Tag Archives: TheEastAfrican

The EastAfrican is the last Newspaper You’ll Wrap Meat In

President Uhuru Kenyatta sometimes jokes about newspapers and the media, and says that newspapers are only good for  wrapping meat in.  This is usually after they publish a story that he disagrees with and which he feels the writes have got all wrong. But the EastAfrican is the last newspapers he, you, or any serious butcher will want to wrap meat in.

The East African is unique and consistently reach in quality content, week after week.  They break many stories, and often run fresh stories that don’t fit in the bigger picture till later. In essence, it’s sometimes like an enhanced blog or tweet, and they park the story there for other media and readers to take on the discussion later.

The newspaper is great for trends because they routinely write on familiar subjects or topics that matter, and that are of interest in all countries. These include mobile money, taxation, customs & trade, agribusiness, food science, immigration and sometime politics in anthem sense that it impacts the economies and business prospects of the countries.  In the current issue you can read about vastly different pre-election situations in Burundi, Tanzania and Uganda. Probably  few people outside Uganda are aware that the country is going to have election for special interest groups in which citizens will vote for their youth and older person representative in August.

They cover more than East Africa, and if a story from further in Africa has local interest angle, such as mining in Zambia, or the impact of oil prices on Angola then this its fit to run.

The EastAfrican has great in-depth pieces from well-known columnists, and from other people who are not household names but still produce great analytic pieces on budgets, politics, and economic trends.  See why Yoweri Museveni, is going to give me a new iPhone.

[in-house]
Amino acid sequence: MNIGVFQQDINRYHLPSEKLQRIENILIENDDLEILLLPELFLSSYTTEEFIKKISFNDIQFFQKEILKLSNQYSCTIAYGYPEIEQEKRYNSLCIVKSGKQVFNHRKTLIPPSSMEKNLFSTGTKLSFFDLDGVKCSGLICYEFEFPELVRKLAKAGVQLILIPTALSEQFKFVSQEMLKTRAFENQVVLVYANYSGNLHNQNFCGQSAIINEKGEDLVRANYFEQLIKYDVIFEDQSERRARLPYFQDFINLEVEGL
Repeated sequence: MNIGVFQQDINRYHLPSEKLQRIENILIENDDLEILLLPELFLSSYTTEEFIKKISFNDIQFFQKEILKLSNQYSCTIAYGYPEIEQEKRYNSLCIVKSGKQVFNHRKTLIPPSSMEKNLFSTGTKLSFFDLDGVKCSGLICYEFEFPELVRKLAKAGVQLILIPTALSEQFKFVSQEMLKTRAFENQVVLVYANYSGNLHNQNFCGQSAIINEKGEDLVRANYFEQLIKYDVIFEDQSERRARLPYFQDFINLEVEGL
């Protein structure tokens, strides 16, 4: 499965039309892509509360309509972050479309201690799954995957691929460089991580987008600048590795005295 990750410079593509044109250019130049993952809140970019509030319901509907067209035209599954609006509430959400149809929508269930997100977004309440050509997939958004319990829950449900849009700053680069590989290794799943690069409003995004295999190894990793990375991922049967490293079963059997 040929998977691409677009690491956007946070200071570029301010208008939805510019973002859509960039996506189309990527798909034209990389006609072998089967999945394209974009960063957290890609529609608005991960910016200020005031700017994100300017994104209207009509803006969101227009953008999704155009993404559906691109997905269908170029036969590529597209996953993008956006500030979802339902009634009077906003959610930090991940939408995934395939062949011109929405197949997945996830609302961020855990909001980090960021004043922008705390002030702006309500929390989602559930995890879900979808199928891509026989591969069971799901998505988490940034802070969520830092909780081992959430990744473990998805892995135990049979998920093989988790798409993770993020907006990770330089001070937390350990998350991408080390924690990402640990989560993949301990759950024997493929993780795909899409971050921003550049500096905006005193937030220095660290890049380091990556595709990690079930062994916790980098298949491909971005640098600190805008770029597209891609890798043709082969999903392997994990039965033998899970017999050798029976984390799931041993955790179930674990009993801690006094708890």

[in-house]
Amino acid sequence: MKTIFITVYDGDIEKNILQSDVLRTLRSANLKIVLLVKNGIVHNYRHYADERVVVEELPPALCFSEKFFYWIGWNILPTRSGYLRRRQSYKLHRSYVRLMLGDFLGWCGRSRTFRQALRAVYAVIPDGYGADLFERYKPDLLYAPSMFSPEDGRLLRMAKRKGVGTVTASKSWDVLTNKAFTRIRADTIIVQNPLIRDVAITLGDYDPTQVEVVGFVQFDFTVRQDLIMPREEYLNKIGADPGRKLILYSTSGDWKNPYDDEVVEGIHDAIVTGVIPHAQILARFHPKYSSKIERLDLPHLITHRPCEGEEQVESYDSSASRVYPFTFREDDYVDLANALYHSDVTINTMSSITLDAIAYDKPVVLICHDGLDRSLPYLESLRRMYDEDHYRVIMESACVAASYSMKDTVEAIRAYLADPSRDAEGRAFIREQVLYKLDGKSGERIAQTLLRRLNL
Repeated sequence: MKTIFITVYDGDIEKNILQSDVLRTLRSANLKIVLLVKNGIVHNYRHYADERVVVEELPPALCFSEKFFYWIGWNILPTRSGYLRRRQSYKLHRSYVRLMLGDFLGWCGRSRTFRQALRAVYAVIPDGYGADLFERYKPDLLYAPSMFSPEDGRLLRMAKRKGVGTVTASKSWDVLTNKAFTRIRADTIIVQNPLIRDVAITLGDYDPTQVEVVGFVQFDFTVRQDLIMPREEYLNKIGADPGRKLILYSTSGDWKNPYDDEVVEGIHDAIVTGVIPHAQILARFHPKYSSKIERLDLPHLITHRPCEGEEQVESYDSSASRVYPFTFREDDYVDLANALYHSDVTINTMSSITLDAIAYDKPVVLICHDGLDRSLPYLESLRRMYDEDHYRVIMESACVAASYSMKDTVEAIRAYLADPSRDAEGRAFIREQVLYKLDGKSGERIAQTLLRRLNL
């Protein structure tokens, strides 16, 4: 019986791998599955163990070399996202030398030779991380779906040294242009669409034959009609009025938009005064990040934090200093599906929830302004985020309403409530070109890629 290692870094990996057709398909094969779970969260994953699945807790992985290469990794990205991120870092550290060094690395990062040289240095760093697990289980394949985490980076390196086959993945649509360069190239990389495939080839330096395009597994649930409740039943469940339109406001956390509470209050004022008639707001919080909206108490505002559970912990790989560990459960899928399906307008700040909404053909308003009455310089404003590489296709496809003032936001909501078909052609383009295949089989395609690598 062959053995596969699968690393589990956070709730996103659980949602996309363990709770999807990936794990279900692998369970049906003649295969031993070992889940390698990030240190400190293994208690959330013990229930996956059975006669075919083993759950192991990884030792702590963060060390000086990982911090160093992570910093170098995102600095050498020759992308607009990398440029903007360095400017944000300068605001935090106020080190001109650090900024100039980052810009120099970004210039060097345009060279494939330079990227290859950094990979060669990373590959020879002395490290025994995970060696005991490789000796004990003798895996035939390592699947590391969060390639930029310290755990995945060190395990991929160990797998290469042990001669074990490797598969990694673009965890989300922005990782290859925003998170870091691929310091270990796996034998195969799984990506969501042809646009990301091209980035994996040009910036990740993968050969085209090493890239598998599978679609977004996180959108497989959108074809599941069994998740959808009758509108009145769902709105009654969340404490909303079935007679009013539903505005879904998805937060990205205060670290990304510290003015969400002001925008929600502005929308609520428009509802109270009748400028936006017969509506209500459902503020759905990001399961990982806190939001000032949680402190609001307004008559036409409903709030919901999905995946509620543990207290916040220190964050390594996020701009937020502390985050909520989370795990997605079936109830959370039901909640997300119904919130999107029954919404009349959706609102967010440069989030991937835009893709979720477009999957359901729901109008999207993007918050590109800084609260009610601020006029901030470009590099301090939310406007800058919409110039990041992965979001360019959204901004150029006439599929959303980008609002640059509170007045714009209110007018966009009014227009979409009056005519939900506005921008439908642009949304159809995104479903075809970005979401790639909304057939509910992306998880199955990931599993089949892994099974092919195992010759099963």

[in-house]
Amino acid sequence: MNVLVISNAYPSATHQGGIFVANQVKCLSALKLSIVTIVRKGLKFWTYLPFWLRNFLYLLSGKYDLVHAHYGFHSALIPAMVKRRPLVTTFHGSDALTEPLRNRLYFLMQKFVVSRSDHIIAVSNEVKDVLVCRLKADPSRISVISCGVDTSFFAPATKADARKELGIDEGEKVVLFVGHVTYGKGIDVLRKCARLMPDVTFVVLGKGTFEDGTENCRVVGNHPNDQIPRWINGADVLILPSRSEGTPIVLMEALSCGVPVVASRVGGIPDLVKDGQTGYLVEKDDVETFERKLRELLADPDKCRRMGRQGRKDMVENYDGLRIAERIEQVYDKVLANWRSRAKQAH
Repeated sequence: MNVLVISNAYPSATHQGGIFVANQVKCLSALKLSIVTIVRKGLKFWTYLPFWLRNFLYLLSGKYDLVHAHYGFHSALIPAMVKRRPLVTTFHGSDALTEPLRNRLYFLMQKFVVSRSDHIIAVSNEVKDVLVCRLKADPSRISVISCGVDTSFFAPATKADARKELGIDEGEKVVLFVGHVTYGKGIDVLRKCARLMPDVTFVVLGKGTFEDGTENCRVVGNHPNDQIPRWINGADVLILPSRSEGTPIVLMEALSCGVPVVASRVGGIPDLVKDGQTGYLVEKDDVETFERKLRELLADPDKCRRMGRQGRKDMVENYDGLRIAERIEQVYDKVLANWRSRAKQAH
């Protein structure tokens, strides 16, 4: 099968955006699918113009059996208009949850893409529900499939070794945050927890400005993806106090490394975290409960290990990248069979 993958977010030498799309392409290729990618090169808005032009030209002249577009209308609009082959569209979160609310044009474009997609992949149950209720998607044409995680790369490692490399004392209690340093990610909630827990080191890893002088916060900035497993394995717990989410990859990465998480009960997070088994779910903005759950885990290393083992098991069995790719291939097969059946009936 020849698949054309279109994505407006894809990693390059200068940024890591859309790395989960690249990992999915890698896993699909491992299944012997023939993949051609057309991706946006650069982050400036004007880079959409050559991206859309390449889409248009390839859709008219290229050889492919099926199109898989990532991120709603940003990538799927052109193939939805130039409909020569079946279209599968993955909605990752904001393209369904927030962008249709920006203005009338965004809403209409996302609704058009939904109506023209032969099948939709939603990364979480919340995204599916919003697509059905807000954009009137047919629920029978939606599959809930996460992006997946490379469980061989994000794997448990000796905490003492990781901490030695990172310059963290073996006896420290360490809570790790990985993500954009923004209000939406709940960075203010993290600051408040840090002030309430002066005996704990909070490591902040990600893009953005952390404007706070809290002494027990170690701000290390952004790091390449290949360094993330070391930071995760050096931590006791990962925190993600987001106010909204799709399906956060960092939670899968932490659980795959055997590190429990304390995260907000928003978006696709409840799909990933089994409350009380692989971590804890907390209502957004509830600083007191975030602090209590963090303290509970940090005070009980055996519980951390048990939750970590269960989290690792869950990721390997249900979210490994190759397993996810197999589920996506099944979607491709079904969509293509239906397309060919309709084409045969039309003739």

They are maybe the only newspaper that can tackle in-depth reports. While a daily newspaper will mention highlights of a report that was published, the EastAfrican can delve deeper into it with several pieces, interviews with the authors, researchers and decision-makers involved. You see over many leaders, like the leadership index that compares the performances of African presidents and the African Development Band report on the level of female director representation  at  corporate boards across Africa.

They also pull in a section of special interest stories from other publication like the New York Times. They are self for manager and consultants and you get nice summary s

 They translate their stories into common currencies as the writers recognize that readers may not know what a Rwanda Franc is  versus a Tanzania shilling – so they provide helpful conversions to dollars to help better faster understand the impact. From a dollar base, any reader is mentally able to translate a story into their own familiar currency. They also have the regional indices so you can in an instantly see which are the best, or worst, performing stocks across East Africa over the last week, month,  or year.

Lastly, they have unique advertisements as it’s now clear that if you’re looking for an opportunity, job, contract or specialist that cuts across borders, then The EastAfrican is the place to find it.

Delve into The EastAfrican 

#TEAat20 #TEA@20